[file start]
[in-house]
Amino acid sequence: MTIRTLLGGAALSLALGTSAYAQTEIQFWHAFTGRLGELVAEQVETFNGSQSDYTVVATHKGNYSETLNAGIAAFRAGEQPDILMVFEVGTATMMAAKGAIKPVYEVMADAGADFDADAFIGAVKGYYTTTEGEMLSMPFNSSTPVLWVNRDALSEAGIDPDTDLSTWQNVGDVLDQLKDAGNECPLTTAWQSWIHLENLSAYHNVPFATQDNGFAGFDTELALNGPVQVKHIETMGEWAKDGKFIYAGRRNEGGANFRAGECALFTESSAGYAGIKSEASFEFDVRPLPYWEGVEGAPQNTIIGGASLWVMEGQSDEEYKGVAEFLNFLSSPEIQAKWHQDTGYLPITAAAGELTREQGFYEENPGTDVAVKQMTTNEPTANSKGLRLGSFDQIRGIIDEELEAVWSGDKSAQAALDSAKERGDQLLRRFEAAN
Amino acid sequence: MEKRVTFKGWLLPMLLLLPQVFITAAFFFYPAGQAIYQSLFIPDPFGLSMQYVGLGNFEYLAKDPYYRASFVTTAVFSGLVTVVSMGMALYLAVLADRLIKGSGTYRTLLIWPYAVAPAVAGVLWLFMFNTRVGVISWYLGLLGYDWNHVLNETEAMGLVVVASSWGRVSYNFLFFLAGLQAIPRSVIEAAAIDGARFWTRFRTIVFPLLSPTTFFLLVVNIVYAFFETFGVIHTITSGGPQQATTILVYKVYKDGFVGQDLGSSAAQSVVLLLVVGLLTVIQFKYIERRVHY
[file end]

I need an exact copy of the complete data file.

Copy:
[in-house]
Amino acid sequence: MTIRTLLGGAALSLALGTSAYAQTEIQFWHAFTGRLGELVAEQVETFNGSQSDYTVVATHKGNYSETLNAGIAAFRAGEQPDILMVFEVGTATMMAAKGAIKPVYEVMADAGADFDADAFIGAVKGYYTTTEGEMLSMPFNSSTPVLWVNRDALSEAGIDPDTDLSTWQNVGDVLDQLKDAGNECPLTTAWQSWIHLENLSAYHNVPFATQDNGFAGFDTELALNGPVQVKHIETMGEWAKDGKFIYAGRRNEGGANFRAGECALFTESSAGYAGIKSEASFEFDVRPLPYWEGVEGAPQNTIIGGASLWVMEGQSDEEYKGVAEFLNFLSSPEIQAKWHQDTGYLPITAAAGELTREQGFYEENPGTDVAVKQMTTNEPTANSKGLRLGSFDQIRGIIDEELEAVWSGDKSAQAALDSAKERGDQLLRRFEAAN
Amino acid sequence: MEKRVTFKGWLLPMLLLLPQVFITAAFFFYPAGQAIYQSLFIPDPFGLSMQYVGLGNFEYLAKDPYYRASFVTTAVFSGLVTVVSMGMALYLAVLADRLIKGSGTYRTLLIWPYAVAPAVAGVLWLFMFNTRVGVISWYLGLLGYDWNHVLNETEAMGLVVVASSWGRVSYNFLFFLAGLQAIPRSVIEAAAIDGARFWTRFRTIVFPLLSPTTFFLLVVNIVYAFFETFGVIHTITSGGPQQATTILVYKVYKDGFVGQDLGSSAAQSVVLLLVVGLLTVIQFKYIERRVHY